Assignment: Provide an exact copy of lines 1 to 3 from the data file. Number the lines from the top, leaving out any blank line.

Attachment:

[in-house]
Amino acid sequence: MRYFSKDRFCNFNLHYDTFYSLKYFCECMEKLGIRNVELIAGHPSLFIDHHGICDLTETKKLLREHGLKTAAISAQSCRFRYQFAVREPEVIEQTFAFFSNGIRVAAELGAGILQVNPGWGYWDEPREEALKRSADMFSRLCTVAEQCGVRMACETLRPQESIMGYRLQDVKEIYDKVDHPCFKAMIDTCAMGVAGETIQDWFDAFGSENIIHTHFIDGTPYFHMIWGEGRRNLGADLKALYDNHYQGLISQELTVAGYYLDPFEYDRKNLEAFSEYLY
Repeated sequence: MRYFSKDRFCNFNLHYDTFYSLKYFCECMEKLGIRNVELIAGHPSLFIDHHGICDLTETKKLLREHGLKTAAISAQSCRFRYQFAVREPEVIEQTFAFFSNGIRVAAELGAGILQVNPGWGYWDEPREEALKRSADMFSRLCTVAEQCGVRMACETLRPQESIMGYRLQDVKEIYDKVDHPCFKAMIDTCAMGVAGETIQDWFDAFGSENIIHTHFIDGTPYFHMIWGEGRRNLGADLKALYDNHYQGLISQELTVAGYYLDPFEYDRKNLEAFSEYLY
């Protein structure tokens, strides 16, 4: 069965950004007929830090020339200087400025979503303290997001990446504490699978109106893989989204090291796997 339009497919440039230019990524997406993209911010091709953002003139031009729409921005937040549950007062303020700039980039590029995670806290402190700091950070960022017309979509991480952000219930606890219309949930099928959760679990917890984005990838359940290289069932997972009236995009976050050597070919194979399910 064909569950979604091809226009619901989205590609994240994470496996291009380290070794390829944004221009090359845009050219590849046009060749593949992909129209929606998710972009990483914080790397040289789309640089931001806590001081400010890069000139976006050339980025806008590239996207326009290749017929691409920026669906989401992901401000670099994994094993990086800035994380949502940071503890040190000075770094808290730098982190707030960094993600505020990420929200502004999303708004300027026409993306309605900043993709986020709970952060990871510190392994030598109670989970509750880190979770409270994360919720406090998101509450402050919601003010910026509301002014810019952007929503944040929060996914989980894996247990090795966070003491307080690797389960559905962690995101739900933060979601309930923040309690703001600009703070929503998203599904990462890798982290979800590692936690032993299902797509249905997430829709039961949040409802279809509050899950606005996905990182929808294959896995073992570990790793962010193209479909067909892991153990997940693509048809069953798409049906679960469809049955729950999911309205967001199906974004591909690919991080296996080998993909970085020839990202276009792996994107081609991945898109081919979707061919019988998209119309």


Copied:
[in-house]
Amino acid sequence: MRYFSKDRFCNFNLHYDTFYSLKYFCECMEKLGIRNVELIAGHPSLFIDHHGICDLTETKKLLREHGLKTAAISAQSCRFRYQFAVREPEVIEQTFAFFSNGIRVAAELGAGILQVNPGWGYWDEPREEALKRSADMFSRLCTVAEQCGVRMACETLRPQESIMGYRLQDVKEIYDKVDHPCFKAMIDTCAMGVAGETIQDWFDAFGSENIIHTHFIDGTPYFHMIWGEGRRNLGADLKALYDNHYQGLISQELTVAGYYLDPFEYDRKNLEAFSEYLY
Repeated sequence: MRYFSKDRFCNFNLHYDTFYSLKYFCECMEKLGIRNVELIAGHPSLFIDHHGICDLTETKKLLREHGLKTAAISAQSCRFRYQFAVREPEVIEQTFAFFSNGIRVAAELGAGILQVNPGWGYWDEPREEALKRSADMFSRLCTVAEQCGVRMACETLRPQESIMGYRLQDVKEIYDKVDHPCFKAMIDTCAMGVAGETIQDWFDAFGSENIIHTHFIDGTPYFHMIWGEGRRNLGADLKALYDNHYQGLISQELTVAGYYLDPFEYDRKNLEAFSEYLY